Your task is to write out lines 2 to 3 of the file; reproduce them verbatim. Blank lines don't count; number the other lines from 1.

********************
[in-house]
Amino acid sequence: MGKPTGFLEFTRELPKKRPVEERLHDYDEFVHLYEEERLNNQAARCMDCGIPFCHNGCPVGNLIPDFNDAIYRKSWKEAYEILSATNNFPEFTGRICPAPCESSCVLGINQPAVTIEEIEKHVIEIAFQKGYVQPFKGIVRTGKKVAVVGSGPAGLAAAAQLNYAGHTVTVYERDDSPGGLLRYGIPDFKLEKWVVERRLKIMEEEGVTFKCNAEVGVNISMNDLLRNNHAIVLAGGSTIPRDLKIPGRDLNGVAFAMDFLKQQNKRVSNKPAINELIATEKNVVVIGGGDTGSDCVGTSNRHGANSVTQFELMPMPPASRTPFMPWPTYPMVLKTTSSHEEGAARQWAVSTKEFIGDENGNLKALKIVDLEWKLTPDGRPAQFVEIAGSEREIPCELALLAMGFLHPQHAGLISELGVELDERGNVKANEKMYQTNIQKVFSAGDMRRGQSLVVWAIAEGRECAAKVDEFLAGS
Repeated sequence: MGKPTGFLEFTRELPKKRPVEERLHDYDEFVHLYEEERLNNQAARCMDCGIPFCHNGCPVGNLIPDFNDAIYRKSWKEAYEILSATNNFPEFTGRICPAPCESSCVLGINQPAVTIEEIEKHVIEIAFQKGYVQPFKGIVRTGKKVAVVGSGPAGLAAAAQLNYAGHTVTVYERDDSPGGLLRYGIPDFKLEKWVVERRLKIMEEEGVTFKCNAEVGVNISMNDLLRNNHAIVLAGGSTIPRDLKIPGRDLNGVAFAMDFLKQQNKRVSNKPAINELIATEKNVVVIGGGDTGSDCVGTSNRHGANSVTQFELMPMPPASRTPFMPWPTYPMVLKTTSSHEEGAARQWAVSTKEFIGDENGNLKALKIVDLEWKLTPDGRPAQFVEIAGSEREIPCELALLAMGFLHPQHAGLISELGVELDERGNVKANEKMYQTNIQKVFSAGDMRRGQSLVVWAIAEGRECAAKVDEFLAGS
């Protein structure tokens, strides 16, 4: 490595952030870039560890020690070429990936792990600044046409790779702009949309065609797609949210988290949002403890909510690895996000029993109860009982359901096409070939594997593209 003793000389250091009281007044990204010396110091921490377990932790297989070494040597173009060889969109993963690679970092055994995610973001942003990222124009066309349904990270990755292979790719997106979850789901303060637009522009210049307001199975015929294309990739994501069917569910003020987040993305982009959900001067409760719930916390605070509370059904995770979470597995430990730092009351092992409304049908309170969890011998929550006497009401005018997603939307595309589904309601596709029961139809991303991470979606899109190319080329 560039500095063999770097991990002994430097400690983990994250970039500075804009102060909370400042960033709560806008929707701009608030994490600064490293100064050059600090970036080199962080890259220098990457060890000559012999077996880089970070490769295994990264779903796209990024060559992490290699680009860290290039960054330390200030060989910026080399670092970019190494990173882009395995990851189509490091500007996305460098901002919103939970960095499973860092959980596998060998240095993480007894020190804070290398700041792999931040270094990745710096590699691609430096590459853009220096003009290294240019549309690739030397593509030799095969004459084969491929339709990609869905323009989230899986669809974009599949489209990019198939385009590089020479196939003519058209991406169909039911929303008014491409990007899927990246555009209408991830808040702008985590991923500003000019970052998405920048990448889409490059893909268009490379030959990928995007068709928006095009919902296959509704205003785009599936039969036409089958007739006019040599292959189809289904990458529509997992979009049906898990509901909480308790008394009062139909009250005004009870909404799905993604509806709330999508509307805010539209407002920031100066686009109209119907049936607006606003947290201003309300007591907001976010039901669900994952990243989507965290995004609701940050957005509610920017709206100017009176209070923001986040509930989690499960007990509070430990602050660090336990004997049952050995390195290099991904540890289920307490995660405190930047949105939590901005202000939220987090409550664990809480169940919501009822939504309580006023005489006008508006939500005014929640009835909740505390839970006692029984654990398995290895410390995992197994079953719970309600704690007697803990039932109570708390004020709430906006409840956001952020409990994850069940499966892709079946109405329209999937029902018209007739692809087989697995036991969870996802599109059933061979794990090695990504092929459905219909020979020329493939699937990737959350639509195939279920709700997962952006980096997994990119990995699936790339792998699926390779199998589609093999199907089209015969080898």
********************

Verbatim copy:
Amino acid sequence: MGKPTGFLEFTRELPKKRPVEERLHDYDEFVHLYEEERLNNQAARCMDCGIPFCHNGCPVGNLIPDFNDAIYRKSWKEAYEILSATNNFPEFTGRICPAPCESSCVLGINQPAVTIEEIEKHVIEIAFQKGYVQPFKGIVRTGKKVAVVGSGPAGLAAAAQLNYAGHTVTVYERDDSPGGLLRYGIPDFKLEKWVVERRLKIMEEEGVTFKCNAEVGVNISMNDLLRNNHAIVLAGGSTIPRDLKIPGRDLNGVAFAMDFLKQQNKRVSNKPAINELIATEKNVVVIGGGDTGSDCVGTSNRHGANSVTQFELMPMPPASRTPFMPWPTYPMVLKTTSSHEEGAARQWAVSTKEFIGDENGNLKALKIVDLEWKLTPDGRPAQFVEIAGSEREIPCELALLAMGFLHPQHAGLISELGVELDERGNVKANEKMYQTNIQKVFSAGDMRRGQSLVVWAIAEGRECAAKVDEFLAGS
Repeated sequence: MGKPTGFLEFTRELPKKRPVEERLHDYDEFVHLYEEERLNNQAARCMDCGIPFCHNGCPVGNLIPDFNDAIYRKSWKEAYEILSATNNFPEFTGRICPAPCESSCVLGINQPAVTIEEIEKHVIEIAFQKGYVQPFKGIVRTGKKVAVVGSGPAGLAAAAQLNYAGHTVTVYERDDSPGGLLRYGIPDFKLEKWVVERRLKIMEEEGVTFKCNAEVGVNISMNDLLRNNHAIVLAGGSTIPRDLKIPGRDLNGVAFAMDFLKQQNKRVSNKPAINELIATEKNVVVIGGGDTGSDCVGTSNRHGANSVTQFELMPMPPASRTPFMPWPTYPMVLKTTSSHEEGAARQWAVSTKEFIGDENGNLKALKIVDLEWKLTPDGRPAQFVEIAGSEREIPCELALLAMGFLHPQHAGLISELGVELDERGNVKANEKMYQTNIQKVFSAGDMRRGQSLVVWAIAEGRECAAKVDEFLAGS